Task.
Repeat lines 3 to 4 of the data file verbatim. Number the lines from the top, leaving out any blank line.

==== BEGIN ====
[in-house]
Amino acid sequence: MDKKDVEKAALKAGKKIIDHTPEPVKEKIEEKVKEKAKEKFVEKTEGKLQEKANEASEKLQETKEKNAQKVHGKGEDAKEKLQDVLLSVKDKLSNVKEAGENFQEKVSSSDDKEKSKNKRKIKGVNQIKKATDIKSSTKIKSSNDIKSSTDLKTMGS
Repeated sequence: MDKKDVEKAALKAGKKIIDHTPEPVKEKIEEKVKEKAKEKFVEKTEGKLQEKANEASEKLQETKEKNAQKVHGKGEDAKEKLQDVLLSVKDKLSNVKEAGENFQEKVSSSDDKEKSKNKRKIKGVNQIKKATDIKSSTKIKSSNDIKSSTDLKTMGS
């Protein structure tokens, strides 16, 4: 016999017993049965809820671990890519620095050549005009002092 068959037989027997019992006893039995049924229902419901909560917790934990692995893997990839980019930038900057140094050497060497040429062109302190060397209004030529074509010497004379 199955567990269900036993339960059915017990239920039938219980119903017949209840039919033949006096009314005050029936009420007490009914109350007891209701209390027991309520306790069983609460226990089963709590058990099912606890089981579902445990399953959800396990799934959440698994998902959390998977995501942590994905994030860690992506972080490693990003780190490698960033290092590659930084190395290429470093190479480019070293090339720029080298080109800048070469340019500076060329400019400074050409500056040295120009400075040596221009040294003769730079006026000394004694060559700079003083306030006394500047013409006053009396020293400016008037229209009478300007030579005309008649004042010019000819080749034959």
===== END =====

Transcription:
Repeated sequence: MDKKDVEKAALKAGKKIIDHTPEPVKEKIEEKVKEKAKEKFVEKTEGKLQEKANEASEKLQETKEKNAQKVHGKGEDAKEKLQDVLLSVKDKLSNVKEAGENFQEKVSSSDDKEKSKNKRKIKGVNQIKKATDIKSSTKIKSSNDIKSSTDLKTMGS
């Protein structure tokens, strides 16, 4: 016999017993049965809820671990890519620095050549005009002092 068959037989027997019992006893039995049924229902419901909560917790934990692995893997990839980019930038900057140094050497060497040429062109302190060397209004030529074509010497004379 199955567990269900036993339960059915017990239920039938219980119903017949209840039919033949006096009314005050029936009420007490009914109350007891209701209390027991309520306790069983609460226990089963709590058990099912606890089981579902445990399953959800396990799934959440698994998902959390998977995501942590994905994030860690992506972080490693990003780190490698960033290092590659930084190395290429470093190479480019070293090339720029080298080109800048070469340019500076060329400019400074050409500056040295120009400075040596221009040294003769730079006026000394004694060559700079003083306030006394500047013409006053009396020293400016008037229209009478300007030579005309008649004042010019000819080749034959």